multiply through by 3. I see <?3,?6 >, and what would the effect of that be? Well, the effect of that actually, the
negative sign is going to actually flip how the arrow is pointing. So now the arrow is going to go this way. It’s going to
go this way and the 3 means I go down three times the length of this. In fact, it’s going to be off the page. You have
to use your imagination because my screen is not big enough here, but it would go all the way down to 3 over and 6
down. It’s in the exact same direction but now it’s three times as long and the negative sign means I’ve flipped over
the origin. You see that? So in fact, scalar multiplication just requires you to multiply each of the components through
by that scalar, so it’s easy to do arithmetically, and the geometric interpretation is also clear. It just elongates or
shrinks or flips, if the number is negative, by that scalar. Nothing else changes.
Okay, now one thing we’d like to do is if we have a couple of vectors, you want to put them together and combine
them. So what would it mean to add two vectors? Let’s think about that for a second. Suppose I have two vectors.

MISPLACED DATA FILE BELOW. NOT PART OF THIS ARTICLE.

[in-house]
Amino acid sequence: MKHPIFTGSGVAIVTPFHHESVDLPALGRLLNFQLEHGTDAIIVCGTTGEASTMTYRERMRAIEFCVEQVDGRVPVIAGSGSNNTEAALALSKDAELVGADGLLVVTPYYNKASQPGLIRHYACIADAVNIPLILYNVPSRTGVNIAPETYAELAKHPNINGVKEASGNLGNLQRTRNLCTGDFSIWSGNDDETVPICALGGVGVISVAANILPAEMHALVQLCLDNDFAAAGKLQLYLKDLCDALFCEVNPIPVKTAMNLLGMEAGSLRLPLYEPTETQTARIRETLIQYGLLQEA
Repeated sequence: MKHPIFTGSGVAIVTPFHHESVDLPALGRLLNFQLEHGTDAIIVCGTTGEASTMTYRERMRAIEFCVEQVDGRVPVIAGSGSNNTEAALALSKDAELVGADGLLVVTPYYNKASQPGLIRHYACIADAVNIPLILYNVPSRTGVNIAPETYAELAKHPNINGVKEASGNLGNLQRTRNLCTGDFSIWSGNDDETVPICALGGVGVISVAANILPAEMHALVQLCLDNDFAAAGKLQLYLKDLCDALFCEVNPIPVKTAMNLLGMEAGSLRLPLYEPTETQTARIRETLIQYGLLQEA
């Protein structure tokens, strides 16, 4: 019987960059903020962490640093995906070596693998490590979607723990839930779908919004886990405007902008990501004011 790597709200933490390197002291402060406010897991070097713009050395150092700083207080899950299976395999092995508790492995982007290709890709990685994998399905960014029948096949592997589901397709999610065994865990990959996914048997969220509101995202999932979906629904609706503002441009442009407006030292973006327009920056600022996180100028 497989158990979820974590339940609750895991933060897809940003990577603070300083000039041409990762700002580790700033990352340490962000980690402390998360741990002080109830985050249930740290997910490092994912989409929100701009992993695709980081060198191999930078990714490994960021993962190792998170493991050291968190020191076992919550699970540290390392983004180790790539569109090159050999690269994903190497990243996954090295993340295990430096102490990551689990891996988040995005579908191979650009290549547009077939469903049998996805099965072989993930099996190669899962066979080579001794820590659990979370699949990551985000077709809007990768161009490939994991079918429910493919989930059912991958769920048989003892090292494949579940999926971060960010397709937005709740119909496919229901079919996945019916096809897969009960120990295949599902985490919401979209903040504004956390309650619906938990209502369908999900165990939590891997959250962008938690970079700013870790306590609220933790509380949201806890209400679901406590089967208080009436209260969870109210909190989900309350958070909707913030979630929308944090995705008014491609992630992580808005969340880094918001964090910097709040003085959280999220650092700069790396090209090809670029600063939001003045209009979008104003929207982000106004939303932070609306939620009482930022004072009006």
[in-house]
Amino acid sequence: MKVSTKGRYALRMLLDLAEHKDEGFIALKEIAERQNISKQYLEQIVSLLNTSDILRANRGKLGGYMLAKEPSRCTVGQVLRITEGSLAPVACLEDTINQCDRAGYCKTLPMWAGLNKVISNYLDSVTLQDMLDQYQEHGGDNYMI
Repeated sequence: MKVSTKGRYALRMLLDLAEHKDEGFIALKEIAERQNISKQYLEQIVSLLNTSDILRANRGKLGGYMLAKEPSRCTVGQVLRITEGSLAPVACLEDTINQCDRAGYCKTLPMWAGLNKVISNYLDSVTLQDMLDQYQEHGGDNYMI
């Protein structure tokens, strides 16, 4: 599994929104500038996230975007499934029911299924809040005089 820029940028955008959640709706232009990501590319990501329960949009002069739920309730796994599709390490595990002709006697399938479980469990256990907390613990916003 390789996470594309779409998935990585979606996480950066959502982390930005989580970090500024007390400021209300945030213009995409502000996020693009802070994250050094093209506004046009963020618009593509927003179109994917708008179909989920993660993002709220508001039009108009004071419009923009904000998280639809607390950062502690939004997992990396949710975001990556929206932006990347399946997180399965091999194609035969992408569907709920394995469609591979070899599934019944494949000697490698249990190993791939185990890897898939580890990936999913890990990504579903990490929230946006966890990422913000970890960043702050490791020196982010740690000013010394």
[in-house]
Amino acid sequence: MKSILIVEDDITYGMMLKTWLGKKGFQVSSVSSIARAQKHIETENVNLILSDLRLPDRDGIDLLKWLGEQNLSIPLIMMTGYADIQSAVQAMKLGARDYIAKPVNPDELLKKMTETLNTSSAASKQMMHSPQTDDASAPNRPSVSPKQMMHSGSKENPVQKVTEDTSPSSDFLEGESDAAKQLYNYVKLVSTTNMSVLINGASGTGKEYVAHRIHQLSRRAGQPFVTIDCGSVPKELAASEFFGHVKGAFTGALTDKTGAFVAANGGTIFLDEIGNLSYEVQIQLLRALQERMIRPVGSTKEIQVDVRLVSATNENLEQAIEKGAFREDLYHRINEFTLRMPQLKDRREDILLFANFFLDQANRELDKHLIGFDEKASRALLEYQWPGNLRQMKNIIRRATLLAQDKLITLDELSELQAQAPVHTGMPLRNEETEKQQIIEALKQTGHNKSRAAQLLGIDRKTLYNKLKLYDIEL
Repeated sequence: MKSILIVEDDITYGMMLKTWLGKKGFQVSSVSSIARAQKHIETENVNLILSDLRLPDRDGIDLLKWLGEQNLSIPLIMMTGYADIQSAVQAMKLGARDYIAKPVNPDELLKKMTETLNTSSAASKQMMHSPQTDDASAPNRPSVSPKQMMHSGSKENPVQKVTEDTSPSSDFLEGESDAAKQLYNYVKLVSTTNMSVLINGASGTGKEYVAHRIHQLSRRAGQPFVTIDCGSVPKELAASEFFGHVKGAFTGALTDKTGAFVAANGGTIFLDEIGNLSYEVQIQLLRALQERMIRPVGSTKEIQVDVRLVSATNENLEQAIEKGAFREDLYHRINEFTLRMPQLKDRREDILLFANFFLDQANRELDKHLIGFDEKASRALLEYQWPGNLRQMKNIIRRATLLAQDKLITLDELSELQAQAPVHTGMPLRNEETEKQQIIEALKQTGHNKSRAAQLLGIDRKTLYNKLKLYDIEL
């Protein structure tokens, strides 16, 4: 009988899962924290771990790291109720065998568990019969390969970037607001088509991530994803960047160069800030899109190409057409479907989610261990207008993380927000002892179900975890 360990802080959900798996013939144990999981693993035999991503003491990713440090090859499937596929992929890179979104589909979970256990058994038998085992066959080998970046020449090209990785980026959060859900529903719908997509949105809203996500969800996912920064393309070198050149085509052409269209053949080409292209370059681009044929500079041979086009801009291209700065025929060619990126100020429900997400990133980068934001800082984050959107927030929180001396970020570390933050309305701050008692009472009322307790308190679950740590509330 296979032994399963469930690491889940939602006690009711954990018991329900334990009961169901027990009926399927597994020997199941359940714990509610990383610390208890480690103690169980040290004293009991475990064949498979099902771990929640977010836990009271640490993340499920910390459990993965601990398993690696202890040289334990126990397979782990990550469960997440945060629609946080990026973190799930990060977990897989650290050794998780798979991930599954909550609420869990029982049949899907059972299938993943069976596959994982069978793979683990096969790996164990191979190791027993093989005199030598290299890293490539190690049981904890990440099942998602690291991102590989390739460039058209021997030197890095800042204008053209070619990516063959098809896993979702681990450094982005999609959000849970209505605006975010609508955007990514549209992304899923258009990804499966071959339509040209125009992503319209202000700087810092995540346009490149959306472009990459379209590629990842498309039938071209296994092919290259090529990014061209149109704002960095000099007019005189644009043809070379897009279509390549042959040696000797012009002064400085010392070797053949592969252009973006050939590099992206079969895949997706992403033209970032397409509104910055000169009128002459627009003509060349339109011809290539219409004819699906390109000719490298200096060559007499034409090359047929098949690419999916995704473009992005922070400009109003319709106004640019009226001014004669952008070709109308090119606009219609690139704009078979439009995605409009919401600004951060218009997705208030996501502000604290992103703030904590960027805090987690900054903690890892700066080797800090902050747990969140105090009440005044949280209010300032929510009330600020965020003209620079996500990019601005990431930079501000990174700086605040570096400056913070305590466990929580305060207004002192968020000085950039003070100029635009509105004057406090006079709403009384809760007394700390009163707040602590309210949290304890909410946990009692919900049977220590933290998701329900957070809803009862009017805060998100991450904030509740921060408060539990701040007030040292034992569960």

Let’s say I’ve got <1,3 >, so that’s some vector, and I now want to figure out what it means to add it to another vector
< 2, 2 >. Let’s think about this graphically at first and see what would be a reasonable thing to think about here. So
the first one is <1,3 >, so one; one, two three. So the first vector comes up to there, <1,3 >. And the next vector is
just < 2, 2 >, so we have one, two; comma, two. So the next vector is over here. So notice those are different vectors
that are pointing in different directions, and they potentially have different magnitudes. And I want to ask, what does
the sum of those two vectors equal?
Well, if you think about it analytically, it’s pretty easy to add two vectors. What you do is just treat them like matrices
basically and you add the appropriate components together. So I just add the first components together, 1 and 2, and
that makes 3. And then I take 3 and 2 and add those together and I get 5. But what does this mean geometrically?
So what’s actually happening is something really pretty cool. What’s actually going on is, I take these two vectors and
I consider them as being adjacent sides of a parallelogram. So if you now put in the rest of the parallelogram, which is
something like this, and now I can just fill in the rest of the parallelogram. All I did was take this thing and copy it up
here; took this thing and copied it up there, so now it’s a parallelogram and these are two sides. It turns out that this
vertex right there is going to represent the end of the sum of those two vectors. Isn’t that cool? So it’s way out there.
And if you look, even visually this looks pretty good, because if you look, that point seems to be at 3; one, two, three,
four, five. I mean, visually it even looks really good.
Applications of Trigonometry
Vector Basics
Vector Addition and Scalar Multiplication Page [2 of 2]